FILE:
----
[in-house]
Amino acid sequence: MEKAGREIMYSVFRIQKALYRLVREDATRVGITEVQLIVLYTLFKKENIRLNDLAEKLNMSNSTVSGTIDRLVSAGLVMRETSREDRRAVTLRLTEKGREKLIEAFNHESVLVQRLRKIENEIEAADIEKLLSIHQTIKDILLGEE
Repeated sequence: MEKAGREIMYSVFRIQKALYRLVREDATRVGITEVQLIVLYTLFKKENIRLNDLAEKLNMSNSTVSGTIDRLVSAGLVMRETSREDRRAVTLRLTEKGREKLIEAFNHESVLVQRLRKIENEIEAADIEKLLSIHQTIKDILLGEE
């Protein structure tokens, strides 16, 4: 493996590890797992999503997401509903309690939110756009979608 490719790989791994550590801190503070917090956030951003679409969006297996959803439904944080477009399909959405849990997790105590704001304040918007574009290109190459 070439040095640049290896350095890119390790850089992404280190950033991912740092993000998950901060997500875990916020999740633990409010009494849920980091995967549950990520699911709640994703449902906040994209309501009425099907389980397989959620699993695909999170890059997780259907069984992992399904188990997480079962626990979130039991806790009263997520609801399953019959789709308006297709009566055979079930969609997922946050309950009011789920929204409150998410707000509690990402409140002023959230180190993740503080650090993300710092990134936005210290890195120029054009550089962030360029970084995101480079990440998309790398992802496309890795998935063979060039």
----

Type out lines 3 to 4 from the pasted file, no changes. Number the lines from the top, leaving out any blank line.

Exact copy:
Repeated sequence: MEKAGREIMYSVFRIQKALYRLVREDATRVGITEVQLIVLYTLFKKENIRLNDLAEKLNMSNSTVSGTIDRLVSAGLVMRETSREDRRAVTLRLTEKGREKLIEAFNHESVLVQRLRKIENEIEAADIEKLLSIHQTIKDILLGEE
């Protein structure tokens, strides 16, 4: 493996590890797992999503997401509903309690939110756009979608 490719790989791994550590801190503070917090956030951003679409969006297996959803439904944080477009399909959405849990997790105590704001304040918007574009290109190459 070439040095640049290896350095890119390790850089992404280190950033991912740092993000998950901060997500875990916020999740633990409010009494849920980091995967549950990520699911709640994703449902906040994209309501009425099907389980397989959620699993695909999170890059997780259907069984992992399904188990997480079962626990979130039991806790009263997520609801399953019959789709308006297709009566055979079930969609997922946050309950009011789920929204409150998410707000509690990402409140002023959230180190993740503080650090993300710092990134936005210290890195120029054009550089962030360029970084995101480079990440998309790398992802496309890795998935063979060039």